Sorry to sound sectarian, but the Archbishop of Canterbury should really be able to articulate a preference for Anglicanism over other variants of Christianity, including Roman Catholicism. Interviewed here in this week’s Spectator, he was more or less invited to do so; instead he said that he was entirely positive about Anglican priests converting to Rome. Hard to imagine the Pope saying the same thing in reverse. Ecumenical enthusiasm is all very nice, but a Church is in trouble if it can’t say why people should stay within it, or choose it over other options.
So what is Anglicanism’s selling point? The answer is unfashionable but unavoidable: its socio-political liberalism. Note that I do not say simply ‘liberalism’. For one form of liberalism, in theology, is not at all helpful: the sort of liberalism that over-promotes rational humanism, undermining respect for traditional religious teachings and practices.
The Church of England should unashamedly tell a story that middlebrow types will dismiss as ‘Whiggish’. It has played a huge role in the emergence of political liberty, human rights and so on. And it remains the form of Christianity that is most in tune with such values (along with the liberal wings of some other Protestant churches I suppose). Catholicism has its virtues (we can leave it to Catholics to trumpet them), but it has not fully managed to affirm various aspects of modern humanism, to banish the reactionary spirit. Until quite recently, the 1960s, it officially denigrated religious freedom, and its theocratic habits live on.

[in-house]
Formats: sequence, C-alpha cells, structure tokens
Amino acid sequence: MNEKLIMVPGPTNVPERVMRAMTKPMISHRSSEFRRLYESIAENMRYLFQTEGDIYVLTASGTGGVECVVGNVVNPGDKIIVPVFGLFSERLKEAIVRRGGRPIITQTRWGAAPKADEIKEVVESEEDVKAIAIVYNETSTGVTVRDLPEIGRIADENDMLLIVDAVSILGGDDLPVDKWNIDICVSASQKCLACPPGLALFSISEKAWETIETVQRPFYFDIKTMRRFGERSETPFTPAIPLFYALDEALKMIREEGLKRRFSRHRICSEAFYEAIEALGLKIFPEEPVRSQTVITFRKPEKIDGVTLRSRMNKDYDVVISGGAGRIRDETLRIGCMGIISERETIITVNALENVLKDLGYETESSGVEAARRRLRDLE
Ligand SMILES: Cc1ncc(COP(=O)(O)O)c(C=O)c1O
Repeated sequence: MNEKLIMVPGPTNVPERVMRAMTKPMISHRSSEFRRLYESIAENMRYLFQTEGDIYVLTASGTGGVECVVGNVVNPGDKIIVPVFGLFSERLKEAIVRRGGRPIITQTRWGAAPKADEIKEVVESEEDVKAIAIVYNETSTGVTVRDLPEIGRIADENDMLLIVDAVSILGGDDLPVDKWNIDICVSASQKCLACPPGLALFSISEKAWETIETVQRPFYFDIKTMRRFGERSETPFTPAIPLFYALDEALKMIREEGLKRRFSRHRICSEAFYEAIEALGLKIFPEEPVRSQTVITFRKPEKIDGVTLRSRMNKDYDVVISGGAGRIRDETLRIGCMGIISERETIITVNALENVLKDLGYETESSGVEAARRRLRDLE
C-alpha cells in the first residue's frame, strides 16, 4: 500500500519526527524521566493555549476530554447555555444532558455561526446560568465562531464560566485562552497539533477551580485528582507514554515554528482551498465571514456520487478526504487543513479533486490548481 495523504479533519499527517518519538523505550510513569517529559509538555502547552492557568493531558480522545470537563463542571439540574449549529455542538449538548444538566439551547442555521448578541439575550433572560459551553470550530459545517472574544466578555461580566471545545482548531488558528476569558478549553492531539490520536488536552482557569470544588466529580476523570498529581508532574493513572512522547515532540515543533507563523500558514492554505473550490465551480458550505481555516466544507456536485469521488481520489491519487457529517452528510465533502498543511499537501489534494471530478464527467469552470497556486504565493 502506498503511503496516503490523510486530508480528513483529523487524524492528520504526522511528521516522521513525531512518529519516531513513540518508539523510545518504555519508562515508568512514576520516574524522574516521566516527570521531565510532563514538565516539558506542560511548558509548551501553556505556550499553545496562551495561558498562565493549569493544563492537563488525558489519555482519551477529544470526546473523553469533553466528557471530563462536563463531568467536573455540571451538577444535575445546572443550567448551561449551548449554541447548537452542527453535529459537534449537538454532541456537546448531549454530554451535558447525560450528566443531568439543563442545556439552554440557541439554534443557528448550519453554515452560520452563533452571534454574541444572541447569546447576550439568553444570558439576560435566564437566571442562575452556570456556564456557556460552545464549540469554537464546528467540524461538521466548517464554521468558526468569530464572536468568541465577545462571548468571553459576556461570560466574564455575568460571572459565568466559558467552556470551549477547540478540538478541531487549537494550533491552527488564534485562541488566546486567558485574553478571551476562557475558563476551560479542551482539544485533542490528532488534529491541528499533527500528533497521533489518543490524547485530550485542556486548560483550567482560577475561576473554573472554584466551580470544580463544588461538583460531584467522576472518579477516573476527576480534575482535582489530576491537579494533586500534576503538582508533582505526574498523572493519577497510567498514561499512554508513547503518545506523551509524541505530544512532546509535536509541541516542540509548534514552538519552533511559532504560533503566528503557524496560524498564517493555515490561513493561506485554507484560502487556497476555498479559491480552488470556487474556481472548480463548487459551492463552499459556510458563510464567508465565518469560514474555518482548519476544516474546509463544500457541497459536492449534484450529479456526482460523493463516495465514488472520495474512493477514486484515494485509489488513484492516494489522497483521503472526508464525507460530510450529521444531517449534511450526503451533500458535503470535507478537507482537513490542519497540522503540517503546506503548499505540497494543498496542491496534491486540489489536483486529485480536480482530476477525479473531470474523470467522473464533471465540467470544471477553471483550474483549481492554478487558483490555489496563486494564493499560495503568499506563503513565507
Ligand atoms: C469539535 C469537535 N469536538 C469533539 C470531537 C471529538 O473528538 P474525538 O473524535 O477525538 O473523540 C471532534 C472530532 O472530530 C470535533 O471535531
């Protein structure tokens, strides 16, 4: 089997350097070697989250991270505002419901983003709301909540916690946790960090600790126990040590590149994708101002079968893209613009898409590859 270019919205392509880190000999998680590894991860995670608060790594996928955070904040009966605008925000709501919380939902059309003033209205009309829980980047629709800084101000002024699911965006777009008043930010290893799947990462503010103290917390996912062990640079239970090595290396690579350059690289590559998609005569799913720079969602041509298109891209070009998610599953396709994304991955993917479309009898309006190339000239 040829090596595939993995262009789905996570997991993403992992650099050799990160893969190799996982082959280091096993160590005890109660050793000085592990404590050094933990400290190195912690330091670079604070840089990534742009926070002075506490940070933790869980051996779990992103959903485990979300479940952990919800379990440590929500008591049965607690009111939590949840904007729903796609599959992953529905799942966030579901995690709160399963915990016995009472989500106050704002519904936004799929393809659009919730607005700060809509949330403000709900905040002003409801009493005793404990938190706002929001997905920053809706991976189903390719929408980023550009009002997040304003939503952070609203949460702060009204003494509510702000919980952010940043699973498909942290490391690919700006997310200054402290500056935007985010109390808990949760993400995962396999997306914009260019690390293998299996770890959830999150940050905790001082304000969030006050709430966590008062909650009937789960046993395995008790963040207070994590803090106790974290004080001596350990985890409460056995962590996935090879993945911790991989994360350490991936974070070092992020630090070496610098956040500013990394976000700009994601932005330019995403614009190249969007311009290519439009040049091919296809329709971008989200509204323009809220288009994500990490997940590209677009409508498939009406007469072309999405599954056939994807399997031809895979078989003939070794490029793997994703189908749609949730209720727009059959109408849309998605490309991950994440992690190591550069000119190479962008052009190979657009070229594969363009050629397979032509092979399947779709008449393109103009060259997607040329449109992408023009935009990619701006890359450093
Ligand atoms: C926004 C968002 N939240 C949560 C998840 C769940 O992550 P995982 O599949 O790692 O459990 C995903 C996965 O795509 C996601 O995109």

Anglicanism has, for centuries, led the way in a daring experiment: combining Christian tradition with a deep attachment to intellectual and political freedom. If it forgets how to boast a bit about this, it’s finished.